- 1 to 2 Tbls sesame seeds
- 1-1/4 cups quinoa flour
- 1/2 cup sorghum flour
- 1/2 cup millet flour
- 1/2 cup tapioca starch
- 1/2 cup potato starch
- 3 Tbls brown sugar
- 3-1/2 tsp guar gum
- 2-1/2 tsp active dry yeast
- 3 eggs, lightly beaten
- 3 Tbls oil
- 1-1/8 cup water, warmed to 120°F
- 1-1/2 tsp salt
- Make sure all your ingredients are at room temperature. [I usually measure out my flours into a large bowl, take the eggs and any other refrigerated ingredients out of the frig, and let them sit on the counter while I do something else for 30-60 minutes.]
- Grease one 8-1/2″ x 4-1/2″ loaf pan.
- Heat a dry skillet over medium-high heat. Add the sesame seeds and stir continuously until they begin to brown. Remove from the heat and cool.
- In a large mixing bowl, combine quinoa, sorghum, and millet flours, tapioca starch, potato starch, brown sugar, guar gum, and yeast. Stir/whisk together until everything is evenly combined.
- Heat the water to 120°F (if you haven’t done that already—see NOTE).
- In a separate medium bowl, beat together the eggs and the oil.
- Add approximately 1/2 cup of the water to the dry ingredients. Stir well. Add the egg/oil mixture. Stir well.
- Sprinkle the sesame seeds over the dough. [I reserved about 1 tsp of sesame seeds for the top of the bread, but the original recipe didn’t do this; we’ll see if they burn in the oven.] Stir everything together. At this point you should have a very rough dry-ish dough that almost holds together. If much loose flour remains in the bowl, add a bit more water and stir. Cover the bowl of dough and let it rest for 5-10 minutes. [This will allow the gum to absorb water and the yeast to start working.]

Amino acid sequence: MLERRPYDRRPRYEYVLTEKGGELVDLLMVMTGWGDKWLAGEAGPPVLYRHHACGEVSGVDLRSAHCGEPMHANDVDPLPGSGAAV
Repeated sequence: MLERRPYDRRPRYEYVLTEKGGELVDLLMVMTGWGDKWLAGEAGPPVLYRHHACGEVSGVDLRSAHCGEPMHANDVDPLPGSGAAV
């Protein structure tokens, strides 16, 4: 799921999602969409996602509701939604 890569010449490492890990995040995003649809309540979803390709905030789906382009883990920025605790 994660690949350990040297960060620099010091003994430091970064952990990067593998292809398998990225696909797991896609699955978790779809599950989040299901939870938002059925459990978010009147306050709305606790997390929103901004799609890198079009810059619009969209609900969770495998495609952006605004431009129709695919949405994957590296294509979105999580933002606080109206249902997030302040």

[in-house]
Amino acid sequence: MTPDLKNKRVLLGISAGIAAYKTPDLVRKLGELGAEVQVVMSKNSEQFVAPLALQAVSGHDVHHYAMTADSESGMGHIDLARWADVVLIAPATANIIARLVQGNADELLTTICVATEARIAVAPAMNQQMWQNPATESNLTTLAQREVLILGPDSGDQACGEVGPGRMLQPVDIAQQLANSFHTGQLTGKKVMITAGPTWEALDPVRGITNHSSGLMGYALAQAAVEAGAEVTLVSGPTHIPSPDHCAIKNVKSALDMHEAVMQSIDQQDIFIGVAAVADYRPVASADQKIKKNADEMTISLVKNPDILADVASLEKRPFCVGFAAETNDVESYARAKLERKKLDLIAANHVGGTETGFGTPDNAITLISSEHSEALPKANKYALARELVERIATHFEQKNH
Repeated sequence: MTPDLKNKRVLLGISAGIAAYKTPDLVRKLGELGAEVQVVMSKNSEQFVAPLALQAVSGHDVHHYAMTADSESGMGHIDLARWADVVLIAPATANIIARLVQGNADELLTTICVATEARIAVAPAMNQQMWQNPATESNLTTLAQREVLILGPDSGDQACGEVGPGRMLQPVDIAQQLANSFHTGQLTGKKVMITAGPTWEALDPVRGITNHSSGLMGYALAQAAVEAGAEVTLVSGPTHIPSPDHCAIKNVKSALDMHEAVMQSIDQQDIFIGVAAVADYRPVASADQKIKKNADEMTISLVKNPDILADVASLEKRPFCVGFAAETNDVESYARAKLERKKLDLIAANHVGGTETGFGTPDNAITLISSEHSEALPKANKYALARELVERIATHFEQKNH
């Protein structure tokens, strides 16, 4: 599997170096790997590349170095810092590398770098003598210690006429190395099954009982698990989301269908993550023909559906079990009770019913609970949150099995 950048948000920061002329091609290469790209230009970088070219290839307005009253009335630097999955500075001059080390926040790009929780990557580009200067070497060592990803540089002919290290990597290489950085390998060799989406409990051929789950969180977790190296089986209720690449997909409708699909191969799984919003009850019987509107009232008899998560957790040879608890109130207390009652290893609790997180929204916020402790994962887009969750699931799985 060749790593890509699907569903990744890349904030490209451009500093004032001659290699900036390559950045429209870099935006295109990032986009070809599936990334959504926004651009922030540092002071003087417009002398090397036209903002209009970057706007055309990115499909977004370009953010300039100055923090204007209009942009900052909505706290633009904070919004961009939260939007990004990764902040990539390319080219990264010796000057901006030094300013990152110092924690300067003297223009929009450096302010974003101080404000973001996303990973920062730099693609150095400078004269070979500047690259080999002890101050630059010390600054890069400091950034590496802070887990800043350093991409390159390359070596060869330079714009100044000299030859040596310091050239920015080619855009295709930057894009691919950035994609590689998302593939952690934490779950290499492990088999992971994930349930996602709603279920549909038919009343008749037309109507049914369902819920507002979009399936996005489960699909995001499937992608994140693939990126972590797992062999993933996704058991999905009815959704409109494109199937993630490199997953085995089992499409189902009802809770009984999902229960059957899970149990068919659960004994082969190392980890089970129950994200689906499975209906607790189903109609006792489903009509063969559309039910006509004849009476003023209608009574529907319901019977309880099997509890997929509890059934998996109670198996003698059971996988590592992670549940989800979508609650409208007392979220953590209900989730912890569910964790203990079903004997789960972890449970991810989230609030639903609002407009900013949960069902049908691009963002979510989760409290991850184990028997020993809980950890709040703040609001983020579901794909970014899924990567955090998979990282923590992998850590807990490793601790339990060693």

- Sprinkle the salt and 1/2 the remaining water over the dough. Stir together. Decide if you need the rest of the water. Add and stir if necessary.
- Spread the dough into the prepared pan. Use a silicon or oiled spatula to press the dough down and spread evenly in the pan. Spritz the top with a bit of oil and sprinkle any reserved sesame seeds on the top. Cover with oiled plastic wrap and allow to rise in a warm place for 40-60 minutes or until the dough comes almost to the top of the pan.
- Preheat the oven to 350°F. Bake for 40-45 minutes or until the interior temperature of the bread is 200°F. Turn onto a wire rack and cool completely before slicing.
- There are a number of common methods for heating the water to the correct temperature (110°F if proofing the yeast separately; 120°F if mixing the yeast in with your other dry ingredients). If your hot water comes out of the tap at 120°F, you can use that; some folks prefer to use filtered water and heat it in the microwave (60 seconds is usually enough to get from room temp to 120°F ; if the water is over 130°F, let it cool before using) [I’m in this camp]; still other folks boil water on the stove and then add cold water to get to the correct temperature. Whichever method you choose, PLEASE use an instant-read thermometer to tell you the temperature. I don’t care if you raised 6 babies and know how to test liquids on your wrist, that may be good enough for babies, but it is NOT good enough for baking bread!!
OMG! This may be my best-looking GF loaf EVER!!
[Later: I can now confirm that the loaf did NOT sink in the middle and does not have big holes in the center! Yippee!!—Still need to taste it, but have had 4 slices of bread today, so probably not until tomorrow.]
[Update 3/19/12: I can now verify that this bread makes a yummy sandwich!! I toasted two slices and made a tuna salad/lettuce/mayo sandwich. Very tasty! Except for the top crust (with all the sesame seeds) the bread is neutral in a good way—no overwhelming taste of a particular flour, just a nice hearty loaf. Definitely NOT the “Wonder Bread” of the original recipe . . . more like a “soft, light, wheat, sandwich bread,” but without the wheat 🙂 Yeah! we’ve got a winner with this recipe! ]
© 2012 Highly Sensitive Girl